2 Things to Remember Before You Build Fire Breaks on Your Land

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2 Things to Remember Before You Build Fire Breaks on Your Land

28 October 2021
, Blog

If you need to build fire breaks on your land, then you should make sure that the breaks can do their job as effectively as possible. The land you clear here can help prevent and manage the spread of bushfires, so it's important to get things right.

Before you plan your fire breaks, don't forget to factor in the following requirements.

1. Fire-Breaks Need to Be Suitable For Emergency Vehicles 

While removing bush and vegetation on a fire-break site can help slow down a bushfire, the break itself might not be enough to stop the fire in its tracks. These areas of cleared land are also used to give emergency vehicles, such as firefighting trucks, easy access to land around a fire.

So, you need to ensure that your fire breaks are all wide enough for emergency vehicles to drive along. You need to leave some clearance at the sides to give responders extra room. If you have obstacles on a break's path, such as large rocks or trees, then you should remove them.

Plus, each fire break should be accessible from an outside access road. No fire break should have a dead-end. You could put firefighters in a dangerous position if they do not have an easy escape route.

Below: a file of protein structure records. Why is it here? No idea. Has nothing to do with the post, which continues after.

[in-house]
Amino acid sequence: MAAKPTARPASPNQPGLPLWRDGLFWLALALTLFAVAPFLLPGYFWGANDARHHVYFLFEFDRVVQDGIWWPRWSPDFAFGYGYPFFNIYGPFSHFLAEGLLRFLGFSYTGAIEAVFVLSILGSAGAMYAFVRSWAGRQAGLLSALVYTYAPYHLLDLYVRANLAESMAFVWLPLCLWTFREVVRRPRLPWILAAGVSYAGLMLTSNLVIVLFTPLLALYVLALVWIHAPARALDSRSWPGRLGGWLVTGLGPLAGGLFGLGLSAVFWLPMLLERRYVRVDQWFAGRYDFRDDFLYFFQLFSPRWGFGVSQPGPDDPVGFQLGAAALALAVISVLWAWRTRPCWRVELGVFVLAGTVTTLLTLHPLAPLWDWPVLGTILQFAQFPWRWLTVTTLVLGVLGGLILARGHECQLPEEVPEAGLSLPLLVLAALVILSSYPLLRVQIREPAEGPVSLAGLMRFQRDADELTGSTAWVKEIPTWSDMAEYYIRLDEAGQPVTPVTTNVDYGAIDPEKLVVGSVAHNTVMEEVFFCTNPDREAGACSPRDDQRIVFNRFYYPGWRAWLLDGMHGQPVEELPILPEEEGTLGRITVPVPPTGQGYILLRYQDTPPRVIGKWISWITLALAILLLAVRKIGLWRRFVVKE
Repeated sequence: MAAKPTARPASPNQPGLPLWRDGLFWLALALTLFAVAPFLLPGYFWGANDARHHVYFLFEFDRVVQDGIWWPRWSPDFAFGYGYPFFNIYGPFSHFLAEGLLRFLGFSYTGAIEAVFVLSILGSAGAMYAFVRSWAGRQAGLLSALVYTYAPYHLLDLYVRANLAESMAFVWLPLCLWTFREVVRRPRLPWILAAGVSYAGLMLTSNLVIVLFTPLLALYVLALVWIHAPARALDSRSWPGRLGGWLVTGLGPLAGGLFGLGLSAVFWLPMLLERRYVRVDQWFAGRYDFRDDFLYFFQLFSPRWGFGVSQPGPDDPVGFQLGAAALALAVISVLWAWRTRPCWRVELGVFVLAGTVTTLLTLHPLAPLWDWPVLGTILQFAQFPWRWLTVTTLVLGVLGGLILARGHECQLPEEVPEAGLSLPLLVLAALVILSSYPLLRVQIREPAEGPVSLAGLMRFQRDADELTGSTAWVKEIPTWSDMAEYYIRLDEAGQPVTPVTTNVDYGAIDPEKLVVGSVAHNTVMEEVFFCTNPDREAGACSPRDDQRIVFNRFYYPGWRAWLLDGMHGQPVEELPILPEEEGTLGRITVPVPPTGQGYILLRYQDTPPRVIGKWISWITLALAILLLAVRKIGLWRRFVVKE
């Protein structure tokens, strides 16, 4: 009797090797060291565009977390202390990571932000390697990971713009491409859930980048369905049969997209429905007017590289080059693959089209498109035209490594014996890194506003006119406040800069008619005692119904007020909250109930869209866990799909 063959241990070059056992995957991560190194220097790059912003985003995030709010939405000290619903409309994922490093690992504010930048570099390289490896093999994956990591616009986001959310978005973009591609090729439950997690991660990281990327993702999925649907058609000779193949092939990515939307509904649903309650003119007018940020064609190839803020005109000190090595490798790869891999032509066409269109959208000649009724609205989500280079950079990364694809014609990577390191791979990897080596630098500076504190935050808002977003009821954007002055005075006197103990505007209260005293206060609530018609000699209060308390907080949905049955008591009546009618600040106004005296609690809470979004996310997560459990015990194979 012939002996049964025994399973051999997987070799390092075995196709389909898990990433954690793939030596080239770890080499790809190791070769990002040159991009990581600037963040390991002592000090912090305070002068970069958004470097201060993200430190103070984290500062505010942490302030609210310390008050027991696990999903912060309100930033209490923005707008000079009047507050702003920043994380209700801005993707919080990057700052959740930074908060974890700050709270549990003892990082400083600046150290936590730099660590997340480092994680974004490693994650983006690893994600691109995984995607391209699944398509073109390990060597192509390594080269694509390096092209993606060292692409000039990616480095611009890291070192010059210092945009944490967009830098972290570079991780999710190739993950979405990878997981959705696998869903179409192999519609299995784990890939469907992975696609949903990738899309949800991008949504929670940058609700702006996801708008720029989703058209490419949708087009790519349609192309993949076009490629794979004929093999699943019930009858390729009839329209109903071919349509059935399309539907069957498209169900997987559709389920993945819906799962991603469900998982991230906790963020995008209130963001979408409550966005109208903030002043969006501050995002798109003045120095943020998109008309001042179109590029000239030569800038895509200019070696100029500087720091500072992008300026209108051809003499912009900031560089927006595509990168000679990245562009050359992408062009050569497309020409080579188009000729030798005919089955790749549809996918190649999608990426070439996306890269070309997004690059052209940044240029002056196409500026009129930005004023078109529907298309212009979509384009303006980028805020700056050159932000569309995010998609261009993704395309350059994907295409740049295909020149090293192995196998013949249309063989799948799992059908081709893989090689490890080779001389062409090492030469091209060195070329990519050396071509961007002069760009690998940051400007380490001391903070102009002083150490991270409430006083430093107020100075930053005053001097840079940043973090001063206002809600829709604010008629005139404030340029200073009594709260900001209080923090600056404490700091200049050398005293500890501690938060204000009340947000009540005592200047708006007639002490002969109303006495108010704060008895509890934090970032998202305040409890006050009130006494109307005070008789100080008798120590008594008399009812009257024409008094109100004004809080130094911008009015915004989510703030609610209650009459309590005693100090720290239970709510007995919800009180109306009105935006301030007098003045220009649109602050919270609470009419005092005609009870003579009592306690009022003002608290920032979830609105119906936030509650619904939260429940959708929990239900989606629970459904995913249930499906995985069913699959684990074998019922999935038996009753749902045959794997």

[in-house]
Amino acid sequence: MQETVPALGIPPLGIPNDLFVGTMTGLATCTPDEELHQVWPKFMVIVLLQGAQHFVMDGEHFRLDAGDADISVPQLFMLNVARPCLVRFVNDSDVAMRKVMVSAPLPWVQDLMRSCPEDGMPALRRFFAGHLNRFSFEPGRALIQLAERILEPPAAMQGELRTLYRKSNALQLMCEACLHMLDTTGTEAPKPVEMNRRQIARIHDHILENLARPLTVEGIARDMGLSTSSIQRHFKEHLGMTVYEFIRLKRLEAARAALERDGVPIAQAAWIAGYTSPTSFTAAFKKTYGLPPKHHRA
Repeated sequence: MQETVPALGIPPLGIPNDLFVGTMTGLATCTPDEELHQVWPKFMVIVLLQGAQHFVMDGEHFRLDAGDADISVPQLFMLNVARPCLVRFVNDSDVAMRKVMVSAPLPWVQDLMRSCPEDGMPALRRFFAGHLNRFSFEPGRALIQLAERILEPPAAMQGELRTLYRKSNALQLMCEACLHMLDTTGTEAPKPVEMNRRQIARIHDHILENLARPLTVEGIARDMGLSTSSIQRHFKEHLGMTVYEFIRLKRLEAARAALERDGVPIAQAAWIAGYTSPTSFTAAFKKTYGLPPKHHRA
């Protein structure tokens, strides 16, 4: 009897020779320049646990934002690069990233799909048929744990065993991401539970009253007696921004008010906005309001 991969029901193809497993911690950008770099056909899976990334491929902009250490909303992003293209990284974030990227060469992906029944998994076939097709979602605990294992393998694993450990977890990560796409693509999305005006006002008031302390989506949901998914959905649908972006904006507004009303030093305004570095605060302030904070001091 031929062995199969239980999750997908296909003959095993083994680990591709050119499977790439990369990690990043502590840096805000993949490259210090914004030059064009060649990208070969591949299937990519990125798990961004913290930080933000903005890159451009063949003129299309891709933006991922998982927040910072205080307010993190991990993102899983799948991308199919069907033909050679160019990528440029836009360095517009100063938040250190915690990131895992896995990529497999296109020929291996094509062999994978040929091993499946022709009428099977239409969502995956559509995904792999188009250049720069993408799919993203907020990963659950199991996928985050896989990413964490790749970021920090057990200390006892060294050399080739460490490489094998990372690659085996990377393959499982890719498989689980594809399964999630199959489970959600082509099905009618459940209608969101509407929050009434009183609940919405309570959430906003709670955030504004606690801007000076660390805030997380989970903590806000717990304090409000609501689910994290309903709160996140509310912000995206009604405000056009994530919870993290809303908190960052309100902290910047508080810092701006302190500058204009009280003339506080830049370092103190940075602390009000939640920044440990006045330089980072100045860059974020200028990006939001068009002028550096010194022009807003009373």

2. Fire-Breaks Need Vertical Clearance Too

While you might be told how wide your fire-breaks should be, you also need to think about vertical clearance around the cleared areas. If you have trees, or even large shrubs and bushes, at the sides of a fire break, then they can pose a problem.

For example, if a tree at the side of a fire break starts to burn, then it might send out sparks at a height. If the wind is right, these sparks can easily travel across the cleared land and hit the other side. They can then ignite vegetation there. They can bypass the firebreak completely. So, check out the sides of fire-break areas before you clear the land. If you have vertical clearance problems, then find a way to deal with them.

For example, you might want to take down large trees on either side of the land you'll clear. If you can't or don't want to take down a tree, you should prune it back to reduce its capacity to get sparks across the break. Bear in mind that you might need to do some ongoing maintenance work here during bushfire season to keep the tree trimmed back to safe levels.

For more advice on fire breaks, contact vegetation clearing contractors.